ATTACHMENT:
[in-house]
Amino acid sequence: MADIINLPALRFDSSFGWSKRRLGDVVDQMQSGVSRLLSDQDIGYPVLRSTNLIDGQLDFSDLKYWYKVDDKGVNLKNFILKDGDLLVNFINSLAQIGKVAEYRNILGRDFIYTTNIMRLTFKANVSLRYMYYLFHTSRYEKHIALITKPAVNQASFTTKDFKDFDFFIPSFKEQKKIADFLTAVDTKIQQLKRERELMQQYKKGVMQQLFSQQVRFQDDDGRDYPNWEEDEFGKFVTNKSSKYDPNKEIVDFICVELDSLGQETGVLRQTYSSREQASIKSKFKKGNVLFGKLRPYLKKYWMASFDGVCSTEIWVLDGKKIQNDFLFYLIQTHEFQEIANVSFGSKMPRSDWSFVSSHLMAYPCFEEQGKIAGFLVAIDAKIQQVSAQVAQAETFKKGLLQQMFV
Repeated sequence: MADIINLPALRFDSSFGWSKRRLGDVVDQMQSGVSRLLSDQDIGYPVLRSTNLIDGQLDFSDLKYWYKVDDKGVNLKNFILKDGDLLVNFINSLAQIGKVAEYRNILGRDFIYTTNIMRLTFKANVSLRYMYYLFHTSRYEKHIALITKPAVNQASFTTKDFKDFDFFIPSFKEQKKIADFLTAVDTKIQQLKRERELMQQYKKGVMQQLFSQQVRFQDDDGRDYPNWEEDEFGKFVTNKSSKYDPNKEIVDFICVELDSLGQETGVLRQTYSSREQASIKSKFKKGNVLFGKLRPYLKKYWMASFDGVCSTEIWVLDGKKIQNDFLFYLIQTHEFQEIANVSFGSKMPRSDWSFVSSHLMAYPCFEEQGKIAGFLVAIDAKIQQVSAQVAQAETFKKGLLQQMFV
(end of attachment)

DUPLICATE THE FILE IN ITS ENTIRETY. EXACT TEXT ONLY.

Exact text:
[in-house]
Amino acid sequence: MADIINLPALRFDSSFGWSKRRLGDVVDQMQSGVSRLLSDQDIGYPVLRSTNLIDGQLDFSDLKYWYKVDDKGVNLKNFILKDGDLLVNFINSLAQIGKVAEYRNILGRDFIYTTNIMRLTFKANVSLRYMYYLFHTSRYEKHIALITKPAVNQASFTTKDFKDFDFFIPSFKEQKKIADFLTAVDTKIQQLKRERELMQQYKKGVMQQLFSQQVRFQDDDGRDYPNWEEDEFGKFVTNKSSKYDPNKEIVDFICVELDSLGQETGVLRQTYSSREQASIKSKFKKGNVLFGKLRPYLKKYWMASFDGVCSTEIWVLDGKKIQNDFLFYLIQTHEFQEIANVSFGSKMPRSDWSFVSSHLMAYPCFEEQGKIAGFLVAIDAKIQQVSAQVAQAETFKKGLLQQMFV
Repeated sequence: MADIINLPALRFDSSFGWSKRRLGDVVDQMQSGVSRLLSDQDIGYPVLRSTNLIDGQLDFSDLKYWYKVDDKGVNLKNFILKDGDLLVNFINSLAQIGKVAEYRNILGRDFIYTTNIMRLTFKANVSLRYMYYLFHTSRYEKHIALITKPAVNQASFTTKDFKDFDFFIPSFKEQKKIADFLTAVDTKIQQLKRERELMQQYKKGVMQQLFSQQVRFQDDDGRDYPNWEEDEFGKFVTNKSSKYDPNKEIVDFICVELDSLGQETGVLRQTYSSREQASIKSKFKKGNVLFGKLRPYLKKYWMASFDGVCSTEIWVLDGKKIQNDFLFYLIQTHEFQEIANVSFGSKMPRSDWSFVSSHLMAYPCFEEQGKIAGFLVAIDAKIQQVSAQVAQAETFKKGLLQQMFV